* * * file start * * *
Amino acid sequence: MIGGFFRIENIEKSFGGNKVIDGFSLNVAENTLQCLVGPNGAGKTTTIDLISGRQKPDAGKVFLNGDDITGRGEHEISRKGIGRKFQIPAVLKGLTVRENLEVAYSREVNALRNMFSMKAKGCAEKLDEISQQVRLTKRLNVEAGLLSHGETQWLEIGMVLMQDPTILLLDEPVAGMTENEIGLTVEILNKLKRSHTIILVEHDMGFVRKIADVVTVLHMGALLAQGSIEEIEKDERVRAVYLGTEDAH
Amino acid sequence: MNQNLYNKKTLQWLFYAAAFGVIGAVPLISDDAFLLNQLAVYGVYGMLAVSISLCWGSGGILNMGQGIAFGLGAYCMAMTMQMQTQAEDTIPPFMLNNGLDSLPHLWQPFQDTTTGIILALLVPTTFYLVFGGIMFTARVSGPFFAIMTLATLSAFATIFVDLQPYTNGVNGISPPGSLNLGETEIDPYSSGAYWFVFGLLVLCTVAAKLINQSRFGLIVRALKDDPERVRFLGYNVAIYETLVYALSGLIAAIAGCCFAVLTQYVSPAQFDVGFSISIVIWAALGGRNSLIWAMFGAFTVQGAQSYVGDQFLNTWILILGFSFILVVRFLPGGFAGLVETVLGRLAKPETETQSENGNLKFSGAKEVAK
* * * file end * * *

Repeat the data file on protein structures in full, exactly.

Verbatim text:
Amino acid sequence: MIGGFFRIENIEKSFGGNKVIDGFSLNVAENTLQCLVGPNGAGKTTTIDLISGRQKPDAGKVFLNGDDITGRGEHEISRKGIGRKFQIPAVLKGLTVRENLEVAYSREVNALRNMFSMKAKGCAEKLDEISQQVRLTKRLNVEAGLLSHGETQWLEIGMVLMQDPTILLLDEPVAGMTENEIGLTVEILNKLKRSHTIILVEHDMGFVRKIADVVTVLHMGALLAQGSIEEIEKDERVRAVYLGTEDAH
Amino acid sequence: MNQNLYNKKTLQWLFYAAAFGVIGAVPLISDDAFLLNQLAVYGVYGMLAVSISLCWGSGGILNMGQGIAFGLGAYCMAMTMQMQTQAEDTIPPFMLNNGLDSLPHLWQPFQDTTTGIILALLVPTTFYLVFGGIMFTARVSGPFFAIMTLATLSAFATIFVDLQPYTNGVNGISPPGSLNLGETEIDPYSSGAYWFVFGLLVLCTVAAKLINQSRFGLIVRALKDDPERVRFLGYNVAIYETLVYALSGLIAAIAGCCFAVLTQYVSPAQFDVGFSISIVIWAALGGRNSLIWAMFGAFTVQGAQSYVGDQFLNTWILILGFSFILVVRFLPGGFAGLVETVLGRLAKPETETQSENGNLKFSGAKEVAK